NHRA Mus­ings

Hot Rod - - Finish Line -

For 25 years, I’ve had a strange near-far re­la­tion­ship with the Na­tional Hot Rod As­so­ci­a­tion.

Near, be­cause the NHRA was founded in 1951 as a spinoff of this mag­a­zine cre­ated by thenEdi­tor Wally Parks, who later ham­mered me to in­clude more NHRA in HOT ROD. I’ve met many drag-rac­ing stars of the past and am ac­quainted with a hand­ful of the cur­rent pros. I’m tight with NHRA an­nouncer Brian Lohnes. David Kennedy, a HOT ROD editor of the re­cent past, now works in me­dia for the sanc­tion­ing body. NHRA has al­ways been on the edge of my pro­fes­sional life.

Far, be­cause I never em­braced Wally’s de­sire for HOT ROD to be a voice of the NHRA. Rea­son: Pro­fes­sional dra­grac­ing cov­er­age wasn’t sell­ing mag­a­zines, and the au­di­ence seemed un­in­ter­ested. I was on the band­wagon of “NHRA has jumped the shark” ver­sus the so-called golden years. I even did a story about how I’d re­write rules for many classes. I’d lost the pas­sion I had as a teenager when I’d sprint from the park­ing lot to the start­ing line to watch every sec­ond of classes from Top Fuel to Stock Elim­i­na­tor. In the days when I ran HOT ROD, I prob­a­bly didn’t at­tend more than a half dozen NHRA Na­tional events, and when I did it was for me­dia rea­sons, san­i­tized be­hind the wall of VIP treat­ment.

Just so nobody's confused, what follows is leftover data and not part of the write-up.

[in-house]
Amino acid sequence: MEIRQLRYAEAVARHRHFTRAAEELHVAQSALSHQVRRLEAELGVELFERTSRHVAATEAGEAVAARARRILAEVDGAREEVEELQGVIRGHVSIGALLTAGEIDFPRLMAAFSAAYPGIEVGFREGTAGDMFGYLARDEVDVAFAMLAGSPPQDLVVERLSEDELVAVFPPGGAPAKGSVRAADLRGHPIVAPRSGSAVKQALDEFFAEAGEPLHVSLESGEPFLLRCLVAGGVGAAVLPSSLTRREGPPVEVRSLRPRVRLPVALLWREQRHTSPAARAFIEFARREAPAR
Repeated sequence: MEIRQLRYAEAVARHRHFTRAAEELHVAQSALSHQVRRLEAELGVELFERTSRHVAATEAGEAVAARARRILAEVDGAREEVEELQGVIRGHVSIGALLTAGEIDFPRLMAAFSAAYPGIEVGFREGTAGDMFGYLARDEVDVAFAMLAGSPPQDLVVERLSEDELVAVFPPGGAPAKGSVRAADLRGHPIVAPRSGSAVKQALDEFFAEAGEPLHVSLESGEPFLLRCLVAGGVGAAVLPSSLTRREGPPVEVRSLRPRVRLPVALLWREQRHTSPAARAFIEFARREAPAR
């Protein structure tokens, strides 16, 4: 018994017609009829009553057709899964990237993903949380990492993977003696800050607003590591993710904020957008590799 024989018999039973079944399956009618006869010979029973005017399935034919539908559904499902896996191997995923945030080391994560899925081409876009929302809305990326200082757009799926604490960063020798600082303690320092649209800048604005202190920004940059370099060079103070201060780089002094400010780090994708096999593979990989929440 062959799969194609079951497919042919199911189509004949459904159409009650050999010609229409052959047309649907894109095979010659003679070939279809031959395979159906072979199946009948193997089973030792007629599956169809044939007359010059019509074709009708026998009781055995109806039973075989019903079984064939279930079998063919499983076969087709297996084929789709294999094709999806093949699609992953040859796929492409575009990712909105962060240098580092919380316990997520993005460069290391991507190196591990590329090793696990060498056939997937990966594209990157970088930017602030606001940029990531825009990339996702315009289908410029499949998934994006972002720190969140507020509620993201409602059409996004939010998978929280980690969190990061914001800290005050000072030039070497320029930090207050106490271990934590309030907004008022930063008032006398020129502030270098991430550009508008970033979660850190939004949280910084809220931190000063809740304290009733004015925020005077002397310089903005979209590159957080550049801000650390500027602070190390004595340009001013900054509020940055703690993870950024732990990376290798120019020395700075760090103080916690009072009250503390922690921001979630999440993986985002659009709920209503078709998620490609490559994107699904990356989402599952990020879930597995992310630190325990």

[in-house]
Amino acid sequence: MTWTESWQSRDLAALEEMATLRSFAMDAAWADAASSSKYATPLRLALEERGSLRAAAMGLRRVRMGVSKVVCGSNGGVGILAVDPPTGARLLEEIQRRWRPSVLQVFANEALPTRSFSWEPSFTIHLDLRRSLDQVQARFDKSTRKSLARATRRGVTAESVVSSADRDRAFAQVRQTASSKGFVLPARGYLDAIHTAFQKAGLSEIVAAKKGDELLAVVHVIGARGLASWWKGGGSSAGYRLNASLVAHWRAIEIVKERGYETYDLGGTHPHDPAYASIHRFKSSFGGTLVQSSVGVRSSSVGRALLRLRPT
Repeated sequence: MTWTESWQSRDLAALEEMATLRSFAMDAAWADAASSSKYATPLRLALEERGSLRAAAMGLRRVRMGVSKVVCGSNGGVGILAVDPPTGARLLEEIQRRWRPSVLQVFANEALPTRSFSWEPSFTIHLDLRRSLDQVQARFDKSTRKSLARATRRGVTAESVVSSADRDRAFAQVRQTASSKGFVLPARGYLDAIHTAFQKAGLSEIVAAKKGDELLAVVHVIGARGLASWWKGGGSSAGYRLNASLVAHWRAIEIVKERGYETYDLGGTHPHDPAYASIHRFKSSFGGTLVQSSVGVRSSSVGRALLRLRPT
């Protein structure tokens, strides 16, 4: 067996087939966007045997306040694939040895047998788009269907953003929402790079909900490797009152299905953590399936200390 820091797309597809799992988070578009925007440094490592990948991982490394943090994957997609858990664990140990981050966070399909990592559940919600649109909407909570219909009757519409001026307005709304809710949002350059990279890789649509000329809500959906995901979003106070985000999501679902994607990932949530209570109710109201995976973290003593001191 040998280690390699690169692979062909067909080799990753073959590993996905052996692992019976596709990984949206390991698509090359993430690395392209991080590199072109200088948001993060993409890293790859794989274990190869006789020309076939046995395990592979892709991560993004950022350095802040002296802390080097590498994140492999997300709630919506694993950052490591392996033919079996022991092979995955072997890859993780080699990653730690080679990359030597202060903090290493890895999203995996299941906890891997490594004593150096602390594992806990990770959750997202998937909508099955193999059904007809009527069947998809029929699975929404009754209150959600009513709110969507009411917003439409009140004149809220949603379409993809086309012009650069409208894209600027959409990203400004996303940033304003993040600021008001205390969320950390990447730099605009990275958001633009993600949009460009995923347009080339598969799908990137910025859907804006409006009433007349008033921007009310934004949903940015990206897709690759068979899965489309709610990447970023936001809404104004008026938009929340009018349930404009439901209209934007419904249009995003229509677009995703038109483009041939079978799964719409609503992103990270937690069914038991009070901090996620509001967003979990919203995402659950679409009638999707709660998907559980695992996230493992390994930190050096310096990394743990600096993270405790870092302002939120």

Maybe that was the prob­lem. Over the past three years, I’ve sensed a pos­i­tive shift to­ward the NHRA. As much as the sanc­tion­ing body may be loathe to ad­mit it, its past drama over ban­ning Street Out­laws stars brought some much-needed at­ten­tion, as did the gen­eral in­ter­est in drag rac­ing brought about by that TV show. Pro

Mod has helped. Fox live has broad­ened the au­di­ence. The grand­stands are packed again.

In Fe­bru­ary, I took my 10-year-old to the NHRA Win­ter­na­tion­als in Pomona, where as a lit­tle kid I’d be­come a fan. I bought gen­eral-ad­mis­sion tick­ets for me and my son, who two years prior de­clared drag rac­ing bor­ing be­cause “drag­sters don’t look like real cars, there are too many peo­ple on the start­ing line, and it takes too long be­tween races.” That was his opin­ion from the tower suite. Turns out he needed a blast of ni­tro from cars pass­ing him at 330 mph in the top-end grand­stands. All of a sud­den, he got it. In the sec­ond Top Fuel pass he ever watched from track­side, Brit­tany Force piled into both walls and there was a 45-minute break. My kid waited.

NHRA puts on great en­ter­tain­ment. They play mu­sic Wally would have never ap­proved and they keep the in­for­ma­tion rolling on the Jum­botrons. The driv­ers are in­ter­est­ing once again (though you have to dig deep to get to know them and, in my opin­ion, so­cial me­dia and driver name brand­ing are still ar­eas for im­prove­ment). The cars are be­com­ing more in­ter­est­ing as well with the pop­u­lar­ity of Fac­tory Stock, which you should look into if you’re not a drag­ster/ flop­per fan or if you think

Pro Stock is lame. Ge­off Turk ran the first 7-sec­ond time for an NHRA Stock-class car as cer­ti­fied at the NMCA Braden­ton event, and ev­ery­one is look­ing for a 7 in NHRA com­pe­ti­tion.

It’s worth fol­low­ing.

I can crit­i­cize NHRA for

Pro Stock rules, hand­i­capped classes, low cov­er­age of Stock classes, and so on. I choose not to any more. I’m stoked by what’s hap­pen­ing that’s pos­i­tive and it makes me want to be a fan again. I think you should, too. Go to a race and find out why.

[Above: Here I am on the show-open­ing track walk.

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